A putative class action was filed against Facebook alleging that Facebook unlawfully misappropriated the plaintiffs' names, photographs, and likenesses for use in paid "Sponsored Stories" without first obtaining the plaintiffs' consent. A "Sponsored Story" is a paid advertisement that appears on a Facebook page and generally contains another friend's name, profile picture, and a statement that the person "likes" the advertiser (which communicates that the friend has used Facebook's "like" functionality to "like" the advertiser). Facebook moved to dismiss the claim on the grounds that the plaintiffs lack standing to bring the claim and that Facebook is entitled to protection under the Communications Decency Act ("CDA"), which provides immunity for "interactive computer service providers" for content posted to their websites by consumers. The District Court for the Northern District of California denied Facebook's motion, first concluding that the plaintiffs have standing because the case involved the statutory right of publicity and the economic value of an individual's commercial endorsement of a product. The court also indicated that while Facebook is an interactive computer service provider under the CDA, the plaintiffs also allege facts suggesting that Facebook is an information content provider. Specifically, the court pointed to the plaintiffs allegation that Facebook edited user-created content into "a commercial endorsement to which they did not consent."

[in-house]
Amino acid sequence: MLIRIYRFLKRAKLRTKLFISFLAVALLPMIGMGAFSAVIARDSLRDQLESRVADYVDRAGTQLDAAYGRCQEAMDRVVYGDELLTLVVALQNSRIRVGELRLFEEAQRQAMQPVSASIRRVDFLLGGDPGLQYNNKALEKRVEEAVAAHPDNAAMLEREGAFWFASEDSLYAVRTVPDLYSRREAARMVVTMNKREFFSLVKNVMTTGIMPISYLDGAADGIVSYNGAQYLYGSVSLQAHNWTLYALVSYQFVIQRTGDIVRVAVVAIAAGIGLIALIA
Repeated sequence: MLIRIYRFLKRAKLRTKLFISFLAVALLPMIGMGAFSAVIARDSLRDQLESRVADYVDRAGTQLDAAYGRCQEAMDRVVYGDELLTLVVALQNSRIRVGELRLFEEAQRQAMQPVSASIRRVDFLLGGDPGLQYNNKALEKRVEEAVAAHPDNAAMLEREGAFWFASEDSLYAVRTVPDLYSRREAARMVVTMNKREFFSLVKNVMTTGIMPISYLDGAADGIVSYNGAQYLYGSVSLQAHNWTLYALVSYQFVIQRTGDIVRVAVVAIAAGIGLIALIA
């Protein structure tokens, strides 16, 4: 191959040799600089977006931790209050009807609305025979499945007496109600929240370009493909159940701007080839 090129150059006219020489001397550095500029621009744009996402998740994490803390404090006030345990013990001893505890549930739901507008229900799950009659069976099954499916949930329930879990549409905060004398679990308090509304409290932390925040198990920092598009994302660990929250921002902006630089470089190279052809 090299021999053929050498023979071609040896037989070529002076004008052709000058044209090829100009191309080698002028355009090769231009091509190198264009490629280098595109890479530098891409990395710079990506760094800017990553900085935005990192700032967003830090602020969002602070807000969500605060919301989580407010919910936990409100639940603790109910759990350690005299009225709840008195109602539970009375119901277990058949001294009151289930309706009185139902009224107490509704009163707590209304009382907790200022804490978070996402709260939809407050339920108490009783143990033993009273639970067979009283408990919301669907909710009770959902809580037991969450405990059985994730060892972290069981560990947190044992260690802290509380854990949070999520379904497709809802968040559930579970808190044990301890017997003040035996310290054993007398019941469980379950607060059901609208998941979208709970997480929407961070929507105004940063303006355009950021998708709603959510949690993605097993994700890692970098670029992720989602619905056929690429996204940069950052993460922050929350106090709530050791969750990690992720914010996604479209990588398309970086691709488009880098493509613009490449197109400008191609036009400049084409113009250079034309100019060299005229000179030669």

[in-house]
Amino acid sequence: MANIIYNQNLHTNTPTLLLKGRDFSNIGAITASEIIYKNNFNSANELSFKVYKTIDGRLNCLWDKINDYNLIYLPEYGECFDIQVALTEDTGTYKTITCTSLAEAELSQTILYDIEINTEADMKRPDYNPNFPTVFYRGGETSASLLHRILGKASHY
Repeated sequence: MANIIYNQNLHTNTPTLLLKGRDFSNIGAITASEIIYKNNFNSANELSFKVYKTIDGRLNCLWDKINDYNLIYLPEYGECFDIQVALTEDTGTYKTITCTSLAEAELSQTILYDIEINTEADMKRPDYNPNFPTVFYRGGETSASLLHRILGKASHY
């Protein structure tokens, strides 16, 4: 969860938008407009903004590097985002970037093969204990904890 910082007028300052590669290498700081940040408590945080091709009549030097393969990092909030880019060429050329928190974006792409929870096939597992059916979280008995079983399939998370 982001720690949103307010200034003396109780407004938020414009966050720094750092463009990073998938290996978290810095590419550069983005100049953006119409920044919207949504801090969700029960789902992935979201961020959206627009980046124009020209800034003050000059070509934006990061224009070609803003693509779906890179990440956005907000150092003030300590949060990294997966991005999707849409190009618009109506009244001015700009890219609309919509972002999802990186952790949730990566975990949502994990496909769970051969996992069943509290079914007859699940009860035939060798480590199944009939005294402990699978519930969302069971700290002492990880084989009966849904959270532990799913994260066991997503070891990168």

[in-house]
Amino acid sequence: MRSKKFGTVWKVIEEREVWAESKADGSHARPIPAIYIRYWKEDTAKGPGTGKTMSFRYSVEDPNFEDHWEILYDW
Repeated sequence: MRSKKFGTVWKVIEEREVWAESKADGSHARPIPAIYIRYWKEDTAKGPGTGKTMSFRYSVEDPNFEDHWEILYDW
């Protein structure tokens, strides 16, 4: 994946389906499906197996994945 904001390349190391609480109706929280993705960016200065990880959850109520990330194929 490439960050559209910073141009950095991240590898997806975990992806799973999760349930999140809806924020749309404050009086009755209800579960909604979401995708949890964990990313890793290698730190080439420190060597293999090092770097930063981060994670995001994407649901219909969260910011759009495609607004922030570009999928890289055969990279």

TIP: It is important to keep in mind that you may not be entitled to immunity under the CDA for user-generated content on your website if you modify or repurpose the content. In addition, advertisers who solicit user-generated content should be careful not to use the content in a manner that exceeds the authorization given by the person who submitted the content.
Robert H. Newman
; Brian D. Fergemann